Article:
|Type of retirement benefit available||Early
|Bulgaria||Employee and employer||Yes||Yes||No||Yes||Yes|
|China a||Employee and employer||No||No||Yes||Yes||Yes|
|Colombia||Employee and employer||Yes||Yes||Yes||Yes||Yes|
|Dominican Republic||Employee and employer||Yes||Yes||Yes||No||Yes|
|El Salvador||Employee and employer||Yes||Yes||Yes||No||Yes|
|Estonia||Employee and employer||Yes||Yes||Yes||Yes||No|
|Hong Kong||Employee and employer||No||No||No||Yes||Yes|
|Kosovo||Employee and employer||Yes||Yes||No||Yes||--|
|Mexico||Employee and employer||Yes||Yes||Yes||Yes||Yes|
|Slovakia||Employee and employer||No||Yes||Yes||Yes||Yes|
|Sweden||Employee and employer||Yes||Yes||No||No||c|
|United Kingdom||Employee and employer||No||Yes||Yes||Yes||Yes|
|SOURCES: Holzmann, MacArthur, and Sin 2000; Stott 2000; Bateman, Kingston, and Piggott 2001; United Nations 2001; Kritzer 2001/2002; Bateman 2002; AIOS 2003; Koshutova 2004; Lendacky 2004; SSA 2004; Williamson 2004; SSA 2004–2005; Holzmann and Hinz 2005; SSA 2005.|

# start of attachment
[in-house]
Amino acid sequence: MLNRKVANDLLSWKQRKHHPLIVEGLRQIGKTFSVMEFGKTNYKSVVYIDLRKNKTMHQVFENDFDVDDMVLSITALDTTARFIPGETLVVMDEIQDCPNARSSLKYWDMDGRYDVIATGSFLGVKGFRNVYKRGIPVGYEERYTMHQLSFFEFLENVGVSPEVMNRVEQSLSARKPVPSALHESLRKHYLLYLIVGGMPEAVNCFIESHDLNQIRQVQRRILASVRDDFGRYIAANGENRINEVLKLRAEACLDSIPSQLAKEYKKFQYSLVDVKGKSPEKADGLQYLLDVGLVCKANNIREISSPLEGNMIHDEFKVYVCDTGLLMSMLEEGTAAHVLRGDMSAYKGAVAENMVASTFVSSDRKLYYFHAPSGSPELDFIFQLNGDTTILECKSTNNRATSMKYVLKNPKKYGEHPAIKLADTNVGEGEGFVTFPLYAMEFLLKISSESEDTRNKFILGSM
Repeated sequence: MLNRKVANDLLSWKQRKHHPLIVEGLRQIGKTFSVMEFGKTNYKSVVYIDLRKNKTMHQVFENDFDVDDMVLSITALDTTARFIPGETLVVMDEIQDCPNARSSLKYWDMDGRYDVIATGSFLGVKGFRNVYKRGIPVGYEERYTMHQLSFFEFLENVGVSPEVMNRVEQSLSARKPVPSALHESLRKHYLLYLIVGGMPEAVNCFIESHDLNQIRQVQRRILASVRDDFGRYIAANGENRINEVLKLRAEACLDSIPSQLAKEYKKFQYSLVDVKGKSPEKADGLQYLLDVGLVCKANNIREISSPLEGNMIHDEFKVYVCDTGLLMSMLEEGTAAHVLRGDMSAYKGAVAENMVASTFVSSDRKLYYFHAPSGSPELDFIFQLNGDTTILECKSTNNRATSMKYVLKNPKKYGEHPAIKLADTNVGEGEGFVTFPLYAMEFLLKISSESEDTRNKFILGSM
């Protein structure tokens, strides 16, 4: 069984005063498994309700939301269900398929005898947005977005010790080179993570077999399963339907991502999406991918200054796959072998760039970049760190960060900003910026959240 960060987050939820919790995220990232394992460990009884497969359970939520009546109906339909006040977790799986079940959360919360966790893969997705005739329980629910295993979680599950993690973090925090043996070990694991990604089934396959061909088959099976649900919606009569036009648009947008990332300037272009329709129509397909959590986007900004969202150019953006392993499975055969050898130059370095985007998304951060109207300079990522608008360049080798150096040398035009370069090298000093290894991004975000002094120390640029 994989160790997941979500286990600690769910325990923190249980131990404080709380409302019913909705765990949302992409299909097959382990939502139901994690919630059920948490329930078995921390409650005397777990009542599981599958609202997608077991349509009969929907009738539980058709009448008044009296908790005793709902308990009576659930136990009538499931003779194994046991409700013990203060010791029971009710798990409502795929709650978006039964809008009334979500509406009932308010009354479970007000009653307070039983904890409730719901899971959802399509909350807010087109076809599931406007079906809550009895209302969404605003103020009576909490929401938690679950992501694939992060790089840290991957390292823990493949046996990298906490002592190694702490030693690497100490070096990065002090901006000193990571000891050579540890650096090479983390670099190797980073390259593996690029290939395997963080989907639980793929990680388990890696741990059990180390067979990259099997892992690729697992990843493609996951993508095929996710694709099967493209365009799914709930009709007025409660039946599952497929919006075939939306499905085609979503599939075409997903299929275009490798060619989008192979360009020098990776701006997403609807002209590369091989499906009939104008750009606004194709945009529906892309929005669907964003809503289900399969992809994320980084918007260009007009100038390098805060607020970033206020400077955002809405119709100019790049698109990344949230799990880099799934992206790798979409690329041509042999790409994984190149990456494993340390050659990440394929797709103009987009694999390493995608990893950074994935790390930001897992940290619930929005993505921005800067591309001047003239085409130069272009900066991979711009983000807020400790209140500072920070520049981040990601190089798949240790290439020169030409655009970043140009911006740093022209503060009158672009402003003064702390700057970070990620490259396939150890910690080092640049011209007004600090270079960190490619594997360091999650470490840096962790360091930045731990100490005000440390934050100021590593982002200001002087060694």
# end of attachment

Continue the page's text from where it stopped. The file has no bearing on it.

|NOTES: A "guaranteed minimum pension" refers only to a specific provision for the individual account pillar and not to other safety net benefits that might be available in other pillars.|
|-- = no information available.|
|a. No national program as yet.|
|b. Both employer and employee contribute to the Labor Market Supplementary Pension (ATP). Only the employee contributes to the Special Pension (SP).|
|c. Flexible retirement from the age of 61.|
1. A three-pillar system has been legally embedded in Switzerland's constitution since 1972.
2. The World Bank report Old-Age Income Support in the Twenty-first Century: An International Perspective on Pension Systems and Reform (Holzmann and Hinz 2005) updates this model to add "an enhanced focus on basic income provision for all vulnerable elderly" (p. 10), including a safety net financed by general revenues. The report also calls notional accounts "a promising approach to reform or to implement an unfunded first pillar" (p. 13).
3. The OECD model is not a concept created by the OECD (Organisation for Economic Co-operation and Development); it is a term that describes the programs in many Western European countries that belong to the OECD.
4 In some countries, such as Chile, workers are permitted to withdraw funds before retirement for other uses, provided they have made a certain number of contributions and their account balance is at a certain level.